Another of Eskow's points:

Here's Martin Lewis on Islam: "When was the last time agnostics or atheists got offended and went on the rampage when someone trashed - or even questioned - their beliefs?"

You could've said the same thing about blacks after the Los Angeles riots, couldn't you? "When was the last time white people got offended and went on the rampage when someone got let off for a crime against them?"

I'm not defending rioters. I'm simply pointing out some inherent biases in the comment. Ultra-Orthodox Jews have rioted in Israel, and one of them killed the peacemaking Prime Minister. Christians have rioted, too. People tend to riot because they feel powerless, not because they're inherently evil. (Killing's another matter - it's always indefensible.)

And less than one Muslim in 43,000 has ever participated in a riot. (I did the math in a previous post.) Far more Americans have been child molesters, percentage-wise, yet it would be bigotry to say we live in a nation of pederasts.

He is confusing people rioting over conditions affecting their own lives and people rioting over something said half a world away. The los Angeles riots were over treatment of LA blacks by the LA police department. The Jews were rioting over policies that affect the future of their country. Riots happen but they are usually over local issues. And when was the last time that Christians rioted over a slight to Christianity?

If I did my math right, over 23,000 Muslims have rioted. Maybe more if he was only including recent riots.

All of this is a real problem. We are in a long-term war over our values and half of our side doesn't have a clear view of who we are fighting.

Moslem Rage

When I was growing up, a friend learned that he could get me to agree to almost anything by threatening to go home. Finally my mother suggested that I just let him go home and see what would happen. The next day the inevitable, "Do this or I'm going home," came up. I replied, "OK. Bye." My friend stopped in mid-stride and said, "Maybe I can stay a while longer."

I learned a lot about human nature that day. I learned was that you had to be willing to follow through on your threats. You don't want to over-use a threat. Most important - once you give into a threat, you have lost control.

The world needs to learn this last lesson about Muslim rage. For the third time in the last year, Muslims are raging world-wide over a small incident in the west. The first time it was the flushing of a Koran at Guantanamo Bay. It turned out that the incident never actually happened so little came of the rage.

One side-result was the condemnation of reporter who originally broke the story. It was felt my many that he should have known what would happen and been more sensitive to Muslims before writing a story about Koran desecration.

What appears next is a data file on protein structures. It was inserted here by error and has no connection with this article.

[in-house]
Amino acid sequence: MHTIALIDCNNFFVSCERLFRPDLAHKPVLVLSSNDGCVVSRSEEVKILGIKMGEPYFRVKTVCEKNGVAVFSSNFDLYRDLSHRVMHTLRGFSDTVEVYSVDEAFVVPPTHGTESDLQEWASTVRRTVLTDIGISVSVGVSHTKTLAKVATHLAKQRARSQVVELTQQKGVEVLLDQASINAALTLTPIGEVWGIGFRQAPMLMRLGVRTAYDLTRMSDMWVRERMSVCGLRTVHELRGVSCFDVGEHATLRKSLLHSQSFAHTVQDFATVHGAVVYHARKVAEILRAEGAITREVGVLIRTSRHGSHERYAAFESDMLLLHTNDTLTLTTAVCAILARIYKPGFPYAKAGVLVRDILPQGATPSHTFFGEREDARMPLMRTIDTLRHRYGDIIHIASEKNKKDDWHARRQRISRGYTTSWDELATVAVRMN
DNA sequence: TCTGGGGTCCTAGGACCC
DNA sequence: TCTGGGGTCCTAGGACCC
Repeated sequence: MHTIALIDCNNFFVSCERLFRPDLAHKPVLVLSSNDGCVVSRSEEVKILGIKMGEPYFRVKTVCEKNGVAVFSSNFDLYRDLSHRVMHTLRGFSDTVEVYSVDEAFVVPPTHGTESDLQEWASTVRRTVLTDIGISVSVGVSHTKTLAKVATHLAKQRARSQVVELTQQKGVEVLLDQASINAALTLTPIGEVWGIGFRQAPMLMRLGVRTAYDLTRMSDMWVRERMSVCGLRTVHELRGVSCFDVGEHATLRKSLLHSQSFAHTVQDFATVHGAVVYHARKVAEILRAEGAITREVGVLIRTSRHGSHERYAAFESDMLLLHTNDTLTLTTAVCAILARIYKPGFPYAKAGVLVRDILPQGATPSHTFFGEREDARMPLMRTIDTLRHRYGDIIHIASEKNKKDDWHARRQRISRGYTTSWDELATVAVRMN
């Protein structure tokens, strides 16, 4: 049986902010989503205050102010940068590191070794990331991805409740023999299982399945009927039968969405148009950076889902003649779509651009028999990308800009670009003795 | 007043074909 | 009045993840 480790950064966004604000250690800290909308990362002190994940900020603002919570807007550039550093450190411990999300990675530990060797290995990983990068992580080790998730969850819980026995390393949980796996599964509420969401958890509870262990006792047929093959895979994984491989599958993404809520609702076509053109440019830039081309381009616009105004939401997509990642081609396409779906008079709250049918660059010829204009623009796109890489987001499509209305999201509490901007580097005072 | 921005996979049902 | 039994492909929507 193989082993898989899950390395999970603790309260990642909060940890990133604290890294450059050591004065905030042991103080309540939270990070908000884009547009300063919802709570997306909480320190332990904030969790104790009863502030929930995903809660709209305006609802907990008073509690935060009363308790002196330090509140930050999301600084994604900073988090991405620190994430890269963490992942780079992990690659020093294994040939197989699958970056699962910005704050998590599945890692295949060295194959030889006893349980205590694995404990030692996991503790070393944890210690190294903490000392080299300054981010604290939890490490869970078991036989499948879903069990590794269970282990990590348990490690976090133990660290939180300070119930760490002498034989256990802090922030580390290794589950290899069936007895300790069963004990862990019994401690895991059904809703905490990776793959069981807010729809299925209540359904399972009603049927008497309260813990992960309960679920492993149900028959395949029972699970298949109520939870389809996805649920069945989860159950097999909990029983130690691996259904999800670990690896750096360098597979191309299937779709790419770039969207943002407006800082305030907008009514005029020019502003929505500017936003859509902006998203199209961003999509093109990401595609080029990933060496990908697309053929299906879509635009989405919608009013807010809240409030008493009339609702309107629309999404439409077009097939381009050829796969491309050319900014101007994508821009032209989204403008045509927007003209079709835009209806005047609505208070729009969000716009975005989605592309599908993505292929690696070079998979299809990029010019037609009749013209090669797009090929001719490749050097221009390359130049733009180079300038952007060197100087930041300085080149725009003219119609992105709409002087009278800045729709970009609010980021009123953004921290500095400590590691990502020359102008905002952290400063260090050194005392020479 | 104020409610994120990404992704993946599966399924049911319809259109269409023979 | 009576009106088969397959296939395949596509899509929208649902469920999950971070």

The Mohammad cartoons were a different matter. The Muslim rage was greater as was their success. The West turned its back on issues of freedom of the press and religion. Only one or two major papers in the US dared print the cartoons. In Europe, many nations promised that nothing like this would ever be allowed again. The editor who commissioned the cartoons in the first place made an abject apology. The cartoonists went into hiding with death threats on their heads.

The issue that started the mess - the reluctance of artists to illustrate a child's book on Mohamed for fear of offending Muslims.

The current issue is a remark made by the Pope. This one was ready-made and, to some extent, manufactured by the press. The Pope was giving a talk before a university about different ways to approach God. His point was to justify the Catholic Church's approach. along the way he mentioned Mohamed and the practice of conversion by the sword. While the text the Pope was quoting was ancient and obscure, the issue is not. Just a few weeks ago two Fox reporters announced that they converted while kidnapped with the implication that they were given no choice. Ont he anniversary of 9/11, al Qaeda aired a video telling Americans to become Muslim or die. Unless you believe in forced conversions you have to side with the Pope on this.

But a single line was quoted in the news reports without the context and instantly the Muslims of the world were raging again. Keep in mind that this is not limited to just a country or two. Even an official from officially secular Turkey compared the Pope to Hitler over the remarks.

And the result has been successful. The Pope has issues three apologies. That's two more then the Vatican issued to Galileo. But it is not enough. So far the Pope has apologized for offending Muslims. They are demanding that he repudiate his speech and apologize for having said it.

They want the Pope to be subservient to Islam. The head of the world's largest organized religion needs to be subservient to a different religion.

That's what all of the Muslim rage is about. The people inciting it have found a threat that the West will give in to. Given enough rage and enough time, the Imams hope to eventually make western civilization subservient to Islam. They are instituting sharia (Muslim law) one baby step at a time.

In many ways the orchestrators of Muslim rage are more successful that the outright terrorists. It is easy to recognize merciless killers for what they are and to refuse to give into them. It is something else to refuse when mobs are firebombing churches and shooting nuns.

That's what the world needs to do and should have already done. When the Mohamed cartoons came out, every paper int he West should have printed them with the explanation that this was being done in support of free speech. In the current flap, world leaders should come out in support of the Pope and condemn forced conversion.